Other than the transportation metaphor, this article has little to do with logistics. That said, right now we are all surrounded by more than our share of difficult news and stories of trying times, whether we are working in supply chain or any other industry. I think we are all looking for brighter moments of good news and inspiration. It is in this context that I share this story and draw attention to a kind deed a friend of mine recently did for a family he did not even know.
My good friend Bruce was looking to sell a snowboard online. He posted it on a couple of sites and received a call from a woman who was looking for snowboarding equipment for her 12-year-old son. Unfortunately, the equipment Bruce had for sale was not going to fit the young fellow. The woman also shared that she had very little money and was really hoping to find a great bargain. The exchange was brief and both parties moved on.
However, just a few days later Bruce was in a sporting goods store that sold both new and used equipment. He came upon a spectacular snowboard, only gently used with an extremely low price – just $19.95 to be exact. Before anyone else could lay claim to it, he purchased it.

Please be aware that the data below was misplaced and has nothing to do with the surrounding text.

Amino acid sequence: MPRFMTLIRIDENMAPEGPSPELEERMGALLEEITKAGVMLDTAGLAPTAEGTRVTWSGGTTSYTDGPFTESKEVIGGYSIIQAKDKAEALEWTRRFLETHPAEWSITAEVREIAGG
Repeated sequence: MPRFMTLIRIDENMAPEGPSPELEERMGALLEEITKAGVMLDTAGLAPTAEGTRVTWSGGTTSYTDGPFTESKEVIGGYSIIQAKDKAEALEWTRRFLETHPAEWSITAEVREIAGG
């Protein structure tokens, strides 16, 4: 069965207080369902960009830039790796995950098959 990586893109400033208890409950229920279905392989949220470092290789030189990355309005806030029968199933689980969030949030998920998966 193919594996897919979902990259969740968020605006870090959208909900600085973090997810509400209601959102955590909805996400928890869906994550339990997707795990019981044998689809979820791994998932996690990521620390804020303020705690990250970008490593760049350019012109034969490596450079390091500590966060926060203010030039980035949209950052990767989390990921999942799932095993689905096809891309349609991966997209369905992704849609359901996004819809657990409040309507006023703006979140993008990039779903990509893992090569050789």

Still sitting in the parking lot of the store, he searched through his phone to find the contact information for the woman he had spoken to just a few days earlier. Sure enough, he located the number and texted her a message. He told her he had found the perfect snowboard for her son and wondered if she was interested, and if so, could she get to this particular store to meet him? She immediately replied and when she learned the price was just $19.95, said they would be there as quickly as possible.
Only a few minutes later she and her husband and children pulled into the parking lot. Bruce took the snowboard out of his car and measured it up to the young man’s height. A perfect fit. He handed the board to the young man. No charge. Bruce was just happy he was able to come across the snowboard and do a good deed. Needless to say, the boy was beaming as he accepted the gift with gratitude. His father said to him, “If you didn’t believe in Santa Claus before, you sure do now!”
The best part for Bruce was receiving some photographs from the family just a few days later, showing their son snowboarding down a small slope close to their home, happy as could be.
I was so impressed when I heard this story. Just a small gesture of kindness and a young boy’s winter is filled with hopefulness and fun. (The slopes are closed but thank goodness for the hill close to their house.) The fact is that plenty of good deeds like this do take place each day. Simple human acts of kindness make such a difference, particularly in difficult times like the ones we are experiencing right now. So many people have lost so much hope, and yet their day can be turned around by a good deed.
I was inspired by Bruce’s act of kindness to keep my eyes wide open for my own opportunities. I’m sure you are too. Let’s all jump on the good deeds train and keep it moving.